Senators are working to again revise legislation designed to help guard digital voting infrastructure from cyberattacks after meeting with state officials. Sen. James Lankford (R-Okla.) told The Hill that he expects to work out the final details of the bill within “weeks,” after state election officials expressed some remaining concerns with the current version. Lankford and a slate of bipartisan co-sponsors originally introduced the legislation, called the Secure Elections Act, last December, months after the Department of Homeland Security acknowledged that Russian hackers tried to break into voting systems in 21 states as part of a broader effort to interfere in the 2016 presidential election.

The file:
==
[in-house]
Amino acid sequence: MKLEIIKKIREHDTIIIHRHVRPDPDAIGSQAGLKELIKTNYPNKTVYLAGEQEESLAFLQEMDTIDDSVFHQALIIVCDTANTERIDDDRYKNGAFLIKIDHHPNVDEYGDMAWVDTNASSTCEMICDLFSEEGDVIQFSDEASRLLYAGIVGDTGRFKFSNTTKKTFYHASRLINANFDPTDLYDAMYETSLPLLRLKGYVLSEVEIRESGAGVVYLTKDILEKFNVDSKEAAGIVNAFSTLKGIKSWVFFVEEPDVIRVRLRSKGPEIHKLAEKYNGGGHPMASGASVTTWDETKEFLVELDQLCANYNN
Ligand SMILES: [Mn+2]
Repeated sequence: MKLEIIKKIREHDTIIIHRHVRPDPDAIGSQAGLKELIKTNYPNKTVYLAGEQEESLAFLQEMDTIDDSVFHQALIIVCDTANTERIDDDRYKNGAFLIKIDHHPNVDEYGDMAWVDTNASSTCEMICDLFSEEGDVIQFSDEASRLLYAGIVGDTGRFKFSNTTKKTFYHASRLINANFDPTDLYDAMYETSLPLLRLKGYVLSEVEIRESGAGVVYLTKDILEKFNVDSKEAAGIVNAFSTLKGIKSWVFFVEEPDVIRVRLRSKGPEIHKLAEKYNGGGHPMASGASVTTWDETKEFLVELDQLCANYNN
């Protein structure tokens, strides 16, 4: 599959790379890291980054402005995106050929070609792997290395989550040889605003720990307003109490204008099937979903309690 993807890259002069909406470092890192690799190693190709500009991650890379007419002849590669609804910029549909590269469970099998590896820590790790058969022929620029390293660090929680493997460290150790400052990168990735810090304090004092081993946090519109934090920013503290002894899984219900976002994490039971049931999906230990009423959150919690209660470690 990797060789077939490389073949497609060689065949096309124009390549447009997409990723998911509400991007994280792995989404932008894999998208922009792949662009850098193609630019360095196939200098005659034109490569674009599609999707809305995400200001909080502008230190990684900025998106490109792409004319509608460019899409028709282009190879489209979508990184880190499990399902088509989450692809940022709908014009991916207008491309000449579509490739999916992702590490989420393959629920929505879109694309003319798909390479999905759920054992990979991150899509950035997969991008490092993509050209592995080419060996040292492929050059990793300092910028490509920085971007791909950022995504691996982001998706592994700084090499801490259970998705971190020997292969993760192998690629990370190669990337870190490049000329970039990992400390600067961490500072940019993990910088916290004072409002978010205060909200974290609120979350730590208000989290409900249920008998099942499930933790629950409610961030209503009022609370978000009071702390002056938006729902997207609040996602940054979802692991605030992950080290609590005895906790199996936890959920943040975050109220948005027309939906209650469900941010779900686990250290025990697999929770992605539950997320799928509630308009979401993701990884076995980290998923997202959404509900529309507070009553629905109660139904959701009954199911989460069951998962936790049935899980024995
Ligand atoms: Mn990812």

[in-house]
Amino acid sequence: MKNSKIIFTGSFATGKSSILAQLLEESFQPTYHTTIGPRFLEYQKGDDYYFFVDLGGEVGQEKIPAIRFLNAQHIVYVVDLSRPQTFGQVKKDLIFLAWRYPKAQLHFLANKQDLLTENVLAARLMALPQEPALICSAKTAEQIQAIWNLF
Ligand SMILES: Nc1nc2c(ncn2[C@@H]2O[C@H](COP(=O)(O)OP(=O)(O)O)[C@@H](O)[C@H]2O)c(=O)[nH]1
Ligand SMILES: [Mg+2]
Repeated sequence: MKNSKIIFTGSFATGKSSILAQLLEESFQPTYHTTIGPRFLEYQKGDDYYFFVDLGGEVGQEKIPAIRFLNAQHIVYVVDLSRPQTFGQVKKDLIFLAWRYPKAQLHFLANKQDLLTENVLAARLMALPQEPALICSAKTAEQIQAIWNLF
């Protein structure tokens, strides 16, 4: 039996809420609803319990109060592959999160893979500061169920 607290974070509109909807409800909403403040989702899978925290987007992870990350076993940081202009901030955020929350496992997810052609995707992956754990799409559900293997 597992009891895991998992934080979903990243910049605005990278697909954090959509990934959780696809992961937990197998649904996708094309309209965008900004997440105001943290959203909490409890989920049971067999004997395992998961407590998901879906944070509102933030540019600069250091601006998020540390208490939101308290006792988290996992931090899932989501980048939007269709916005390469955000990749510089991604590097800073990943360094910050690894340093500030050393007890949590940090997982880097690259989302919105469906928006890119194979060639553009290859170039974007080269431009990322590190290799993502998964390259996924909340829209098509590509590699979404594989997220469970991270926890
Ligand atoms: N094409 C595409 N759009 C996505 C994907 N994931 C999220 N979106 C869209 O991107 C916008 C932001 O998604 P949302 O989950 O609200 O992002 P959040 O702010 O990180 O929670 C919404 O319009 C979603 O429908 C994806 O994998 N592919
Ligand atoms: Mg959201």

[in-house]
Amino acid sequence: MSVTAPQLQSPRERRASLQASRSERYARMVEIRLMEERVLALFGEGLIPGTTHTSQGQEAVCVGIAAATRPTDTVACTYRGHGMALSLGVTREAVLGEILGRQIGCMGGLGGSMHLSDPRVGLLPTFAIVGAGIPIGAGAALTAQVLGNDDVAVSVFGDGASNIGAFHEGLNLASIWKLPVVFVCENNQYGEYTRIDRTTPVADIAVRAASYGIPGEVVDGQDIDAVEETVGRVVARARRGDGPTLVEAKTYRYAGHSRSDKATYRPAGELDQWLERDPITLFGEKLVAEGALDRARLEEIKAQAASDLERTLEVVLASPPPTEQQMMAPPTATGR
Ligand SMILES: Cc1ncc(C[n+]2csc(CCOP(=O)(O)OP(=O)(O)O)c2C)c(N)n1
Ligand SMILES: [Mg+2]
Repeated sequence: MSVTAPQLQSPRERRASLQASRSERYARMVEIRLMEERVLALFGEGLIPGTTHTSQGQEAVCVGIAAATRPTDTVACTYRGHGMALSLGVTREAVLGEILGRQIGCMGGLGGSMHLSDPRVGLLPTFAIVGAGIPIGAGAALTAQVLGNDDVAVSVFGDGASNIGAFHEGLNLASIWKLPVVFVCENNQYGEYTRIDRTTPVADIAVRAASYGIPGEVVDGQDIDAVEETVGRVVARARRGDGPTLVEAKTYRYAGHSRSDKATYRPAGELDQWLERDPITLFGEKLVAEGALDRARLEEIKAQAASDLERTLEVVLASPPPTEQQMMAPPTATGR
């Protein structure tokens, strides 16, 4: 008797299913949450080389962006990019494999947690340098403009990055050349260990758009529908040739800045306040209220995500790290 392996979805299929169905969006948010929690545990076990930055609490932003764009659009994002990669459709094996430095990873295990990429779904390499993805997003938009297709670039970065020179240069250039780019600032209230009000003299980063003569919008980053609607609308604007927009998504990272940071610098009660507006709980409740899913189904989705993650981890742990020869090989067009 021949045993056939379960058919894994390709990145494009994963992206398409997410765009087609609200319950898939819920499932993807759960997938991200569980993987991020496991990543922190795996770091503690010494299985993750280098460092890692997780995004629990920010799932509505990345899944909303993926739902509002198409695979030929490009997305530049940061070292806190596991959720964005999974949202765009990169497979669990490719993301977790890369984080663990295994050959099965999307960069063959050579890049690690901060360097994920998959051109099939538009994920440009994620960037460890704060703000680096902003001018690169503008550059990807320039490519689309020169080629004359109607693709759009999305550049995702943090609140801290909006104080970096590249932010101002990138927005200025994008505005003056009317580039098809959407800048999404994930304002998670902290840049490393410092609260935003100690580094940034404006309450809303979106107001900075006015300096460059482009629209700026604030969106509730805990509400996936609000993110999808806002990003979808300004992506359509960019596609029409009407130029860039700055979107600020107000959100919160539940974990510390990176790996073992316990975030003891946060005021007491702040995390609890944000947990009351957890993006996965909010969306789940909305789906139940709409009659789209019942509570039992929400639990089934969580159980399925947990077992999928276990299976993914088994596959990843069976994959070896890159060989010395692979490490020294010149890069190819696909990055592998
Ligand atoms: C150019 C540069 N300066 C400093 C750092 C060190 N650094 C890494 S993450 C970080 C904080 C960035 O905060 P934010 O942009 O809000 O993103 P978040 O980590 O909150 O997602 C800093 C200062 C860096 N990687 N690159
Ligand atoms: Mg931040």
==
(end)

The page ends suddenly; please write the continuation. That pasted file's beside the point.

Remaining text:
…Officials and experts have stepped up demands for states to replace paperless voting machines with those that produce a paper backup that can be audited. President Trump and Kirstjen Nielsen, his Homeland Security secretary, have both endorsed the idea.
Congress has already sent $380 million to states to upgrade voting equipment and address security concerns.
The proposal — spearheaded by Sens. Lankford, Amy Klobuchar (D-Minn.) and others — would go further. It would codify into law many of the actions already underway at the Department of Homeland Security, seeking to expedite security clearances to state officials and bolster information sharing between the federal government and the states on cybersecurity threats and breaches.